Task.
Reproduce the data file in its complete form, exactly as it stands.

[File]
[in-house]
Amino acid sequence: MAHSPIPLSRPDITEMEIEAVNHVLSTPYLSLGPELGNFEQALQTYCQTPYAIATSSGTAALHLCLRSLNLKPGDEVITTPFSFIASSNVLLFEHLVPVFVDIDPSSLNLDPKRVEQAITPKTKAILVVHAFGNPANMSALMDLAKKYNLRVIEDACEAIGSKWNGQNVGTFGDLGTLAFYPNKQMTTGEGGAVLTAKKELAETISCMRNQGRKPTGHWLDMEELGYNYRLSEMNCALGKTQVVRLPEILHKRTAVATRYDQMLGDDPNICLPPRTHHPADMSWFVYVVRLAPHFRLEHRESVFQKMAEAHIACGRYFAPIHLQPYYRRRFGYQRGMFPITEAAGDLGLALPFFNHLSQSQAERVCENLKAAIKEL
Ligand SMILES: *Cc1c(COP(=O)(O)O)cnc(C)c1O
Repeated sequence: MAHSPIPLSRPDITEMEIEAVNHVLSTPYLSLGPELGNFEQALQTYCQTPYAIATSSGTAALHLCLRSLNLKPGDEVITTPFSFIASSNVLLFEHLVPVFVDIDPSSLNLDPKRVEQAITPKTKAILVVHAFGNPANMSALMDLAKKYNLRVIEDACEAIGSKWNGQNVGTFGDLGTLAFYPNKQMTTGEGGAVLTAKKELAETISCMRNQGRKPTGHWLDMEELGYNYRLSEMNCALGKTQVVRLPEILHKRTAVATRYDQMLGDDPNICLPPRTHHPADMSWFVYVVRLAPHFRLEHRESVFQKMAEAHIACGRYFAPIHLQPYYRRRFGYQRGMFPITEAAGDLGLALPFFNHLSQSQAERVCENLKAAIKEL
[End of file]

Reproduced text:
[in-house]
Amino acid sequence: MAHSPIPLSRPDITEMEIEAVNHVLSTPYLSLGPELGNFEQALQTYCQTPYAIATSSGTAALHLCLRSLNLKPGDEVITTPFSFIASSNVLLFEHLVPVFVDIDPSSLNLDPKRVEQAITPKTKAILVVHAFGNPANMSALMDLAKKYNLRVIEDACEAIGSKWNGQNVGTFGDLGTLAFYPNKQMTTGEGGAVLTAKKELAETISCMRNQGRKPTGHWLDMEELGYNYRLSEMNCALGKTQVVRLPEILHKRTAVATRYDQMLGDDPNICLPPRTHHPADMSWFVYVVRLAPHFRLEHRESVFQKMAEAHIACGRYFAPIHLQPYYRRRFGYQRGMFPITEAAGDLGLALPFFNHLSQSQAERVCENLKAAIKEL
Ligand SMILES: *Cc1c(COP(=O)(O)O)cnc(C)c1O
Repeated sequence: MAHSPIPLSRPDITEMEIEAVNHVLSTPYLSLGPELGNFEQALQTYCQTPYAIATSSGTAALHLCLRSLNLKPGDEVITTPFSFIASSNVLLFEHLVPVFVDIDPSSLNLDPKRVEQAITPKTKAILVVHAFGNPANMSALMDLAKKYNLRVIEDACEAIGSKWNGQNVGTFGDLGTLAFYPNKQMTTGEGGAVLTAKKELAETISCMRNQGRKPTGHWLDMEELGYNYRLSEMNCALGKTQVVRLPEILHKRTAVATRYDQMLGDDPNICLPPRTHHPADMSWFVYVVRLAPHFRLEHRESVFQKMAEAHIACGRYFAPIHLQPYYRRRFGYQRGMFPITEAAGDLGLALPFFNHLSQSQAERVCENLKAAIKEL